Colbert drops the act, comes into his own

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The “Late Show with Stephen Colbert” premiered Sept. 8, and earned 6.6 million viewers for the season debut.

Stephen Colbert has returned. Last week, the highly acclaimed don of satire made his debut on CBS, replacing David Letterman as the host of The Late Show.

Colbert, who hosted “The Colbert Report” on Comedy Central for nine years, is known for his portrayal of an absurdly opinionated fictional character, who Colbert himself has called a “well-intentioned, poorly informed, high-status idiot.”

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However, this character is notably absent from Colbert’s newest program. Fortunately, the comedian’s signature brand of humor remains intact, despite the disappearance of his famous alter-ego.

Also surviving the transition to a new network were many traces of Colbert’s Comedy Central legacy. Jon Stewart, for example, not only gave a brief cameo for the first episode, but also serves as an executive producer for the show.

What’s more, replacing Paul Shaffer and the CBS Orchestra as The Late Show’s on-stage band is Jon Batiste and Batiste’s band Stay Human (In 2014, Batiste and Stay Human made guest appearances on The Colbert Report.)

Multiple times, the audience even performed a classic Colbert Report chant, in which they shouted out Colbert’s first name repeatedly and in gradually quickening rhythm, until at last breaking out into general applause. One may begin to wonder if Colbert will ever outgrow the impact he has already made.

While Colbert seemed comfortable in his new position, these first few episodes felt a bit like watching a man breaking in a new pair of shoes.

There were some very subtle moments where Colbert fumbled on his words or looked at the wrong camera, but these moments were barely noticeable.

Colbert appeared most at home while sitting behind a desk, commenting on politics as visual graphics accompanied him to the side. He also did well in the various interviews he gave, which covered a range of topics.

With George Clooney, the show’s very first guest, the conversation went from Clooney’s humanitarian work in Africa to the fact that Clooney didn’t actually have a reason to be on the show, since the famous actor had nothing to plug. The interview with Clooney seemed rather pointless.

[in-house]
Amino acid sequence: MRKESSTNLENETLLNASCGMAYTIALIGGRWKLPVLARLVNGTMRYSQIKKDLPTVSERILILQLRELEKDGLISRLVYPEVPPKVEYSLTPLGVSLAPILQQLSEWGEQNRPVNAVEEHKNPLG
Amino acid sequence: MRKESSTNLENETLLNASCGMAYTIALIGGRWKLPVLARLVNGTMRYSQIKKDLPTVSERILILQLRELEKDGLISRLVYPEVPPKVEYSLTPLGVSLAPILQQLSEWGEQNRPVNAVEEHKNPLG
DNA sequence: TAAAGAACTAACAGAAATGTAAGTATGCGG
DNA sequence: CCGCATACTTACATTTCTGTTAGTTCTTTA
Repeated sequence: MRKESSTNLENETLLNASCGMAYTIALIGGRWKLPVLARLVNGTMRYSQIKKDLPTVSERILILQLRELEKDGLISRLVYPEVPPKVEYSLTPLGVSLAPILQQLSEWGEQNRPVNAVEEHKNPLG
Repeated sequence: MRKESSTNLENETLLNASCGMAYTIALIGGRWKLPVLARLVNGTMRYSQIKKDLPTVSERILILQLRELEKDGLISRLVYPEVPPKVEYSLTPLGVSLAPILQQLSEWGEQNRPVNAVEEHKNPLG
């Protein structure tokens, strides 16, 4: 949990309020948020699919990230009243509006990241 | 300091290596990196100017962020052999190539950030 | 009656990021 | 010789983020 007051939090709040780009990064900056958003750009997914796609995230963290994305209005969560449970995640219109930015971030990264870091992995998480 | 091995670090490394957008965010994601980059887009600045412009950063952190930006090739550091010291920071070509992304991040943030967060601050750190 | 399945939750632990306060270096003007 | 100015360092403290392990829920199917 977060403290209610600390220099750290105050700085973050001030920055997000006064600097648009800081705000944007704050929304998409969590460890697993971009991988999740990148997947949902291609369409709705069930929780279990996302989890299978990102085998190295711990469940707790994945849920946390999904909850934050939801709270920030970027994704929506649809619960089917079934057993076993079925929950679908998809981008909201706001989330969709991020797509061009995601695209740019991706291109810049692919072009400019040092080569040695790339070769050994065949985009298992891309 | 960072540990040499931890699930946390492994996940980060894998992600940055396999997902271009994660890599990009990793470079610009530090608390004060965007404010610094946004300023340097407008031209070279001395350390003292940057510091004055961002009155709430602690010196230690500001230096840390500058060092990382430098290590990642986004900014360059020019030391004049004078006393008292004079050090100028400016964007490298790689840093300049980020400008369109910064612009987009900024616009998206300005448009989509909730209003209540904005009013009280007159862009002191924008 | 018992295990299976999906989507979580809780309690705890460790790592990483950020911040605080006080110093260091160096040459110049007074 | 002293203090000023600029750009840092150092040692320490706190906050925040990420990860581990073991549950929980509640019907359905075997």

Presidential candidate Jeb Bush appeared after Clooney. Bush began to speak on the extreme levels of partisanship found within Washington D.C.

“In state capitols, this doesn’t happen to the same extent as it does in Washington,” Bush said, “We have to restore a degree of civility.”

Whereas hardly anyone clapped for Bush when he emerged onstage, the crowd cheered fervently as he departed.

On a more serious note, Vice President Joe Biden also made an appearance on the show, and was nearly brought to tears when talking about his recently departed son, Beau Biden.
When Colbert asked how Biden’s catholic faith gave him strength in his time of grief, the Vice President quoted existentialist philosopher Søren Kierkegaard, saying “Faith sees best in the dark.”

In comparison with David Letterman, Stephen Colbert seems to be more in touch with the younger generation.

For example, on the series finale of Letterman’s “Late Show,” Letterman made a joke referring to an obscure show called “Keeping up with the Gabors,” which was the most popular show on television when “The Late Show” with David Letterman first aired in 1993.

Colbert, on the other hand, made references to rapper Lil’ Jon. Speaking of hip hop, Kendrick Lamar was Colbert’s musical guest in one of the new episodes, and playing segments from his 2015 album “To Pimp a Butterfly.”

From asking Scarlett Johansson whether she would rather have hands for feet or feet for hands, to making ridiculous decrees with an oversized hat in the likeness of Genghis Khan, Colbert seems to be off to a good start at CBS.

When “Tonight Show” host Jimmy Fallon appeared in the first episode and, addressing Colbert, joked “See you in the locker room,” the feeling was that Colbert had officially joined the ranks of Fallon, Conan O’Brien and Jay Leno, and what’s more, that Colbert actually belonged there.